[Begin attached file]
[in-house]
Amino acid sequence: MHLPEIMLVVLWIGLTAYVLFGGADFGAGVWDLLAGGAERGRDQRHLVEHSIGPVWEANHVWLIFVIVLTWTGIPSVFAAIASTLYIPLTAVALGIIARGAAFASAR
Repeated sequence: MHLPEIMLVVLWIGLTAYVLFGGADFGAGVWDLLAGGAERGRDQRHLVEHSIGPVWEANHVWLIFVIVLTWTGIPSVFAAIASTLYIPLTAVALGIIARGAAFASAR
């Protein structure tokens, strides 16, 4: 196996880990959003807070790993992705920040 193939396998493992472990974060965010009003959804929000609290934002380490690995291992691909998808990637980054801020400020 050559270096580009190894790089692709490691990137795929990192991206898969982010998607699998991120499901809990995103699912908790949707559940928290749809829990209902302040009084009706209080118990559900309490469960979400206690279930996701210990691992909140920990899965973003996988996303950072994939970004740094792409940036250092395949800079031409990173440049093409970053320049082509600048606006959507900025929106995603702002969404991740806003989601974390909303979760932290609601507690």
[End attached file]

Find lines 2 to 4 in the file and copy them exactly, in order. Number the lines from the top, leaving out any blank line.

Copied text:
Amino acid sequence: MHLPEIMLVVLWIGLTAYVLFGGADFGAGVWDLLAGGAERGRDQRHLVEHSIGPVWEANHVWLIFVIVLTWTGIPSVFAAIASTLYIPLTAVALGIIARGAAFASAR
Repeated sequence: MHLPEIMLVVLWIGLTAYVLFGGADFGAGVWDLLAGGAERGRDQRHLVEHSIGPVWEANHVWLIFVIVLTWTGIPSVFAAIASTLYIPLTAVALGIIARGAAFASAR
């Protein structure tokens, strides 16, 4: 196996880990959003807070790993992705920040 193939396998493992472990974060965010009003959804929000609290934002380490690995291992691909998808990637980054801020400020 050559270096580009190894790089692709490691990137795929990192991206898969982010998607699998991120499901809990995103699912908790949707559940928290749809829990209902302040009084009706209080118990559900309490469960979400206690279930996701210990691992909140920990899965973003996988996303950072994939970004740094792409940036250092395949800079031409990173440049093409970053320049082509600048606006959507900025929106995603702002969404991740806003989601974390909303979760932290609601507690």